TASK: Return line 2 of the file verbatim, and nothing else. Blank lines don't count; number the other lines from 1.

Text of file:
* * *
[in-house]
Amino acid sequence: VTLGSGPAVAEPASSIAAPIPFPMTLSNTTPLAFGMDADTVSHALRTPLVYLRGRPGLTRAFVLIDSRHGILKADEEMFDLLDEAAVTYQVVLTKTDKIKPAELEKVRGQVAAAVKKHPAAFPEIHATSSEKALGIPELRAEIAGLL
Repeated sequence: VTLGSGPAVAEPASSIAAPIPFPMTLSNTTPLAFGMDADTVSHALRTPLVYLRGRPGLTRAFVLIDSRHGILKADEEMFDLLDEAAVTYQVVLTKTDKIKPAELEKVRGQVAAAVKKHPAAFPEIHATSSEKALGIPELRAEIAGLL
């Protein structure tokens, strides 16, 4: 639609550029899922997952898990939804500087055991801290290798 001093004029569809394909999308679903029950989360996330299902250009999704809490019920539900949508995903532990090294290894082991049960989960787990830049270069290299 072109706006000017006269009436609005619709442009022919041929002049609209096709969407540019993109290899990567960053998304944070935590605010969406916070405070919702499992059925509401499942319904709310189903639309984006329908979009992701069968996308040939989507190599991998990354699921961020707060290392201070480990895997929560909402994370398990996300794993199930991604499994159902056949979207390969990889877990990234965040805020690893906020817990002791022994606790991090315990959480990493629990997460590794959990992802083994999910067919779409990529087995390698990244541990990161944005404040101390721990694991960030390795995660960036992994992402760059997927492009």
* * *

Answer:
Amino acid sequence: VTLGSGPAVAEPASSIAAPIPFPMTLSNTTPLAFGMDADTVSHALRTPLVYLRGRPGLTRAFVLIDSRHGILKADEEMFDLLDEAAVTYQVVLTKTDKIKPAELEKVRGQVAAAVKKHPAAFPEIHATSSEKALGIPELRAEIAGLL